A quick pause for coffee and we're off on the coast road to Palamutbükü - which we've been told is a 'must visit'.  Now "road" is a somewhat optimistic description of what we find - essentially a narrow track hung on the side of the mountain with a few stretches of tarmac.  Thank goodness I'm not driving - but the views of crystal clear sea and sheltered beaches and coves are just spectacular: shame we didn't have a 4WD!  Palamutbükü itself is not what I expected - it's larger and less picturesque - really just one road along the sea with shops and restaurants along the land side.  Judging by the stares we got walking around (me and three blondes) they obviously don't get many non Turkish visitors!  The small harbour is full of fancy yachts and the prices in the restaurants reflect this.  We spend ages sitting and relaxing at "Le Jardin de Semra", watching the world go by, eating delicious hot figs with almonds and ice-cream and talking to the delightful owner Semra Uzum.  Expensive but worth it!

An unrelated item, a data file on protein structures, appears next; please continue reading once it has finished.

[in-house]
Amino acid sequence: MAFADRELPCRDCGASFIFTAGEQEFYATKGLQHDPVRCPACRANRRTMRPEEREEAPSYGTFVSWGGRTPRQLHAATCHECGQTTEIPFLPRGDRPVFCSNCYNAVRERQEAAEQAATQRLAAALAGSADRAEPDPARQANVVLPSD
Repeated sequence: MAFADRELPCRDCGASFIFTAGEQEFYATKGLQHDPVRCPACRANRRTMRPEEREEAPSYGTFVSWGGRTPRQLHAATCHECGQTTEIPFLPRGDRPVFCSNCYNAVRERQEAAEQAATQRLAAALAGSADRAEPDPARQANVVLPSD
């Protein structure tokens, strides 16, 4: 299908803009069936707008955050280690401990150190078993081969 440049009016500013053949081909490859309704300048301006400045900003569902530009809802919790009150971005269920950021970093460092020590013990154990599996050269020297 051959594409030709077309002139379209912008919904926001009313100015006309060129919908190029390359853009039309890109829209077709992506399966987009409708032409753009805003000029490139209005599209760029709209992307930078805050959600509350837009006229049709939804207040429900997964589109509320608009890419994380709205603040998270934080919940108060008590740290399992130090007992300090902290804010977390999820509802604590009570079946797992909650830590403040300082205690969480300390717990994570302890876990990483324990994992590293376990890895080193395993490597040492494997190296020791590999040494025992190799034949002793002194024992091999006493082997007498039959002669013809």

Back at our home for the night in Ovabükü we chill out on the deserted beach in the late afternoon sun and enjoy a lazy dinner with the restaurant all to ourselves.  Just the sound of the cicadas (not crickets Maria informs us) and the waves breaking on the shore. Perfect - even if dinner leaves a little to be desired: the grilled fish was gorgeous but we should have ordered some rice or chips!